- Waterproof pants, if you have them. Avoid jeans, since these can get uncomfortable when wet. We wore lightweight hiking pants (only one layer) and these worked great for us, but the weather was uncharacteristically warm.
- Rain jacket. If rain is in the forecast, you will still hike on the glacier.
- Gloves (ideally waterproof)
- Hat (if the weather is very cold)
- Bring a backpack. You can throw your extra layers in here if you get warm. Or, pack extra layers in here should you get cold.
If you are on a longer tour, it is also a good idea to bring water and some snacks. On a sunny day, sunblock is essential.
During the winter months, really pile on those layers!!
Which Tour is Right for You?
There are numerous Iceland glacier hike tours to choose from. For Sólheimajökull and Vatnajökull glaciers, I narrowed down the list to these 6 options.
Glacier Explorer with Arctic Adventures. This is the tour that we took and loved it. Starting in Skaftafell, spend 3 hours on the largest glacier in Europe (this tour is 5 hours in total). It is offered all year with a minimum age of 14 years.
Glacier Wonders with Arctic Adventures. This is the best-selling tour on Vatnajökull glacier. It is a shorter version of the Glacier Explorer tour. It is offered all year with a minimum age of 8 years.
Glacier Grand Slam with Arctic Adventures. On this full day adventure, explore Jökulsárlón Glacier Lagoon on a zodiac boat and then hike on Vatnajökull glacier. It is offered from May to October.
Sólheimajökull Glacier Hike with Arctic Adventures. Spend one hour on Sólheimajökull glacier. You can do this as a day trip from Reykjavík or meet on location at the glacier. It is offered all year and the minimum age is 8 years.
Sólheimajökull Ice Climbing and Glacier Hike. On this 4-hour tour of Sólheimajökull glacier, learn how to go ice climbing. This tour is offered all year with a minimum age of 12 years.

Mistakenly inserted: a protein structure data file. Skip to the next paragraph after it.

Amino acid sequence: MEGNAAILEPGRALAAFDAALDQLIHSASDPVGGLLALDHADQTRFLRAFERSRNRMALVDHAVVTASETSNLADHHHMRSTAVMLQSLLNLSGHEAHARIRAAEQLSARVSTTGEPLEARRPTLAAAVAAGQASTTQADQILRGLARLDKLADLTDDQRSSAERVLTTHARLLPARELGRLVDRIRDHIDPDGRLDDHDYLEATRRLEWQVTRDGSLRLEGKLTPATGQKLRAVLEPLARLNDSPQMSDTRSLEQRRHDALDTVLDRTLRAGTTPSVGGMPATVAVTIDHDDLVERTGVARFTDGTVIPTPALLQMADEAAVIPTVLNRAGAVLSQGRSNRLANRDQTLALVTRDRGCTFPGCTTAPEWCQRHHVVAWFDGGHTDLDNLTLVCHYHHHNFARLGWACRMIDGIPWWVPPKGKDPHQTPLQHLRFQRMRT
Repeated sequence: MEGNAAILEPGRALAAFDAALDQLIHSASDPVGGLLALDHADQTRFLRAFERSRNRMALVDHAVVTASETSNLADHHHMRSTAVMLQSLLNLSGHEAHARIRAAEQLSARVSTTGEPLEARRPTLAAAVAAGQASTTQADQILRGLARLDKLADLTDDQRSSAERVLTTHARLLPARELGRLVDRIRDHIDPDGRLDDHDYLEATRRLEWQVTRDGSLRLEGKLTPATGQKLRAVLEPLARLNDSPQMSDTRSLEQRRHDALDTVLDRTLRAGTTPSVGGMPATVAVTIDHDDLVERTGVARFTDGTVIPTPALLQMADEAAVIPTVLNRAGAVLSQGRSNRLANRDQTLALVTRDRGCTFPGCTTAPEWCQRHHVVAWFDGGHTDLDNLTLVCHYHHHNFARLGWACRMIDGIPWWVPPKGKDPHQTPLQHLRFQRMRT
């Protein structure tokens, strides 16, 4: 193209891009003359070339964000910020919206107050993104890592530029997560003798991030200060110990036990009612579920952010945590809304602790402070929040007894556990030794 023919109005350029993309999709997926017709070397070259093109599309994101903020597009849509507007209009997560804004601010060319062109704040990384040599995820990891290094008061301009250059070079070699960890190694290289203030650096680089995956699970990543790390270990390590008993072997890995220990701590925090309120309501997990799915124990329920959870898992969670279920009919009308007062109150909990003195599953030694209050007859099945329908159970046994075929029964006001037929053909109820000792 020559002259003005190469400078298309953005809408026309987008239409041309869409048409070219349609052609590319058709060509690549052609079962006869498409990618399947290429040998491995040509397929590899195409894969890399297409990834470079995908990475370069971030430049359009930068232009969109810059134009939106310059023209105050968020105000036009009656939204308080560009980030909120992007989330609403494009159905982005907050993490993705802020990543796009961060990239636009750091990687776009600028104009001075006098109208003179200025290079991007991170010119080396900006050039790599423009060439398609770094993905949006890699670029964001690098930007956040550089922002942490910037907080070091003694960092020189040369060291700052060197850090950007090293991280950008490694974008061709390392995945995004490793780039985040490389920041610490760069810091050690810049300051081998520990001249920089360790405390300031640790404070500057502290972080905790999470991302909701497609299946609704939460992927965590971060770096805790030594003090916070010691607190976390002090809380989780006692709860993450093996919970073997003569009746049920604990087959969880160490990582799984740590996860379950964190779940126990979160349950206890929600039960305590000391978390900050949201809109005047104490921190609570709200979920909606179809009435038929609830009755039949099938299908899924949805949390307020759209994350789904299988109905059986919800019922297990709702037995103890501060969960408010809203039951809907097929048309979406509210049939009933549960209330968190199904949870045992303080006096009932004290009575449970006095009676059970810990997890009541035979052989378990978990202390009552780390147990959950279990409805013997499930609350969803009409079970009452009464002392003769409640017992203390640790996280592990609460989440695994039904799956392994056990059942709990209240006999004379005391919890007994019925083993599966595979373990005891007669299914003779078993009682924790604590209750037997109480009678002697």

Crystal Cave Tour. Visit this crystal-clear blue ice cave on a 2.5 hour tour from Jökulsárlón Glacier Lagoon. This tour is available October through March with a minimum age of 6 years.
Ideas for What to Do after Your Glacier Hike
For an even more epic experience, here are some things to add on to your glacier hike.
At Sólheimajökull Glacier
If you are doing this on a day trip from Reykjavík, don’t miss Skógafoss waterfall, Kvernufoss waterfall, and Seljalansfoss and Gljúfrabúi waterfalls. These are all quick visits and they can be easily added into your drive back to Reykjavík. Skip the Solheimasandur plane wreck…it is an overrated tourist trap.
If you have lots of time and energy, you can add in part or all of the Skógafoss Waterfall Trail. It’s one of Iceland’s most underrated hikes.
Svartifoss waterfall. From the parking lot in Skaftafell, it’s an unexciting 3 km round trip hike to get here but what a unique waterfall!
On the same day as your glacier hike, you can kayak or take a zodiac boat ride of Jökulsárlón Glacier Lagoon. Afterwards, pop out to Diamond Beach to see the ice chunks that wash up onto the jet black sand.
Next to Jökulsárlón is Fjallsárlón Glacier Lagoon. This smaller and less crowded lagoon is also fed by ice from Vatnajökull glacier.
Fjallsárlón Glacier Lagoon
If you have any questions about an Iceland glacier hike, or if you want to share your experience, let us know in the comment section below!
More Information for Your Trip to Iceland:
- Itinerary: 10 Days in Iceland: The Ultimate Adventure Itinerary
- Waterfalls: 20 Best Waterfalls in Iceland and Their Exact Locations
- Hiking: Fimmvörðuháls Hike: A Step-By-Step Guide to Iceland’s Best Day Hike
- Landmannalaugar: One Day in Landmannalaugar (with Háifoss and Sigöldugljúfur)
- Inspiration: Iceland Bucket List: 40 Epic Things to do in Iceland
- Reykjavík: 10 Best Day Trips from Reykjavík
Read all of our articles about Iceland in our Iceland Destination Guide.